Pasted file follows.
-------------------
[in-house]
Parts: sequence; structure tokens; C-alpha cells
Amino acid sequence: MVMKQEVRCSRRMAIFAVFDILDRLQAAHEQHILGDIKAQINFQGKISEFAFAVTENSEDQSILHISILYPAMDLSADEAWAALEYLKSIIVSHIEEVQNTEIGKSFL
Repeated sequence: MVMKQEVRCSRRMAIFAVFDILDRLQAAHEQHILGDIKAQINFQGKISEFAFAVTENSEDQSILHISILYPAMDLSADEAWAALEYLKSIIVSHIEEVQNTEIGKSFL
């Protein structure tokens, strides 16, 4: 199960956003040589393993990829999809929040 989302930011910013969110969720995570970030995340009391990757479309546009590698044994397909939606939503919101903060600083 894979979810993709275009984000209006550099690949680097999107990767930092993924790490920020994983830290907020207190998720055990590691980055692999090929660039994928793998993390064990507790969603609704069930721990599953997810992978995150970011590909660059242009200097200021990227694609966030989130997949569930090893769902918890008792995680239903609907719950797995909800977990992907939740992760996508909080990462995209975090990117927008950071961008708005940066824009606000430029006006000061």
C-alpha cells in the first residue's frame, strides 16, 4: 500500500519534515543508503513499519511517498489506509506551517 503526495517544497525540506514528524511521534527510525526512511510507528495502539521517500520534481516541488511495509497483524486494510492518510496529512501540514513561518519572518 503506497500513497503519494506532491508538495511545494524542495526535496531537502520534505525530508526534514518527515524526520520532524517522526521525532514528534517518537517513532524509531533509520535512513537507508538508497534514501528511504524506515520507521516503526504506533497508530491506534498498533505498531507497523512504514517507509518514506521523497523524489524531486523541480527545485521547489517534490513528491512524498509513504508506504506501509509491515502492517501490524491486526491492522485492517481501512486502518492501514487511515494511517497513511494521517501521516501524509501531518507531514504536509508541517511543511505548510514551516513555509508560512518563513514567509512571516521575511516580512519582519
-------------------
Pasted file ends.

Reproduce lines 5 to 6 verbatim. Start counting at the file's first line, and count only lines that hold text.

């Protein structure tokens, strides 16, 4: 199960956003040589393993990829999809929040 989302930011910013969110969720995570970030995340009391990757479309546009590698044994397909939606939503919101903060600083 894979979810993709275009984000209006550099690949680097999107990767930092993924790490920020994983830290907020207190998720055990590691980055692999090929660039994928793998993390064990507790969603609704069930721990599953997810992978995150970011590909660059242009200097200021990227694609966030989130997949569930090893769902918890008792995680239903609907719950797995909800977990992907939740992760996508909080990462995209975090990117927008950071961008708005940066824009606000430029006006000061």
C-alpha cells in the first residue's frame, strides 16, 4: 500500500519534515543508503513499519511517498489506509506551517 503526495517544497525540506514528524511521534527510525526512511510507528495502539521517500520534481516541488511495509497483524486494510492518510496529512501540514513561518519572518 503506497500513497503519494506532491508538495511545494524542495526535496531537502520534505525530508526534514518527515524526520520532524517522526521525532514528534517518537517513532524509531533509520535512513537507508538508497534514501528511504524506515520507521516503526504506533497508530491506534498498533505498531507497523512504514517507509518514506521523497523524489524531486523541480527545485521547489517534490513528491512524498509513504508506504506501509509491515502492517501490524491486526491492522485492517481501512486502518492501514487511515494511517497513511494521517501521516501524509501531518507531514504536509508541517511543511505548510514551516513555509508560512518563513514567509512571516521575511516580512519582519